DALE v. KULONGOSKI

SC S42592.

905 P.2d 844 (1995)

322 Or. 240

Alice DALE, Petitioner, v. Theodore R. KULONGOSKI, Respondent.

Supreme Court of Oregon, In Banc.

Decided November 24, 1995.


Attorney(s) appearing for the Case

Lynn-Marie Crider, Oregon Public Employees Union, Salem, argued the cause and filed the petition for petitioner.

Robert B. Rocklin, Assistant Attorney General, Salem, argued the cause for respondent. With him on the answering memorandum were Theodore R. Kulongoski, Attorney General, and Virginia L. Linder, Solicitor General.


FADELEY, Justice.

This is a statutory review of a ballot title under ORS 250.085 (1995). Or Laws 1995, ch 534, § 1. Petitioner, an elector, commented on the draft ballot title that had been supplied to the Secretary of State by the Attorney General. Therefore, petitioner is entitled to petition this court for review of the title as certified by the Attorney General to the Secretary of State. ORS 250.035, 250.085.

The ballot title is for a measure referred by the legislature to the people at the next regular general election. The text of the measure is found in House Joint Resolution 14 (1995), adopted by both the House and Senate. The measure amends the state constitution to provide that "bills for raising revenue" are not adopted lawfully unless three-fifths of the members of the House and of the Senate vote for such bills. The ballot title follows:

"AMENDS CONSTITUTION: REQUIRES 3/5 MAJORITY IN LEGISLATURE TO PASS REVENUE-RAISING BILLS "RESULT OF `YES' VOTE: `Yes' vote requires 3/5 majority of the legislature to pass bills for raising revenue. "RESULT OF `NO' VOTE: `No' vote retains current majority requirement to pass all bills, including bills for raising revenue. "SUMMARY: This measure would amend the Oregon Constitution. The constitution currently requires a majority of the members of each chamber of the legislature to pass any bill. This measure would require approval of 3/5 of all members elected to each chamber to pass bills for raising revenue."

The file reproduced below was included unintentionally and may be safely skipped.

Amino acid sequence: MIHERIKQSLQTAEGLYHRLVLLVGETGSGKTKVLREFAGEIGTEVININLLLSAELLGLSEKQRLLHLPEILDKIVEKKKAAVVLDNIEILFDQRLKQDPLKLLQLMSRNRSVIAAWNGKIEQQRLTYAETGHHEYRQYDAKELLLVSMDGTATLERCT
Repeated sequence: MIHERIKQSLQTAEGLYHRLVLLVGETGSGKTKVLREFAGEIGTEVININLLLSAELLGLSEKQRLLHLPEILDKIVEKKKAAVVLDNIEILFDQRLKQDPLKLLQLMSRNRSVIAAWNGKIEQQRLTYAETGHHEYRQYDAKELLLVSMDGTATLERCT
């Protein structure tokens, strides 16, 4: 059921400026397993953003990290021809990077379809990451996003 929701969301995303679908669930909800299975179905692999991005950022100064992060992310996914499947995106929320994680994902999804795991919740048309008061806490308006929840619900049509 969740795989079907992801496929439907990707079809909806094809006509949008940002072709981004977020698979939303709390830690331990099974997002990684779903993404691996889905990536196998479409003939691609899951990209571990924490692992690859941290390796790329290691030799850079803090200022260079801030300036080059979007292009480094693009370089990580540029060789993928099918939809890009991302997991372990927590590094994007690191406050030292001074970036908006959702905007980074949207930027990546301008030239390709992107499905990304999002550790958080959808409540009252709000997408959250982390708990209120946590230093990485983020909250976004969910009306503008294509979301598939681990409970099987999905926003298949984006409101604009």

Petitioner's major challenge to the Attorney General's ballot title asserts that the phrase "bills for raising revenue" will not be understood by voters and that a phrase such as "bills enacting taxes" or "bills for taxation," should be used. The phrase "bills for raising revenue" has been a part of the basic constitutional law of the State of Oregon for the 135 years since statehood, and a part of the basic constitutional law of this country for over 200 years since nationhood. Or Const, Art. IV, § 18; US Const., Art I, § 7.1 While it cannot be gainsaid that the phrase includes general taxation bills, for such bills do produce revenue, the phrase itself historically has not been deemed to require interpretation or translation in order that it be understood. See, e.g., Northern Counties Trust v. Sears, 30 Or. 388, 401-03, 41 P. 931 (1895); 25 Op Atty Gen 100-01 (1950-52); Twin City Bank v. Nebeker, 167 U.S. 196, 17 S.Ct. 766, 42 L.Ed. 134 (1897).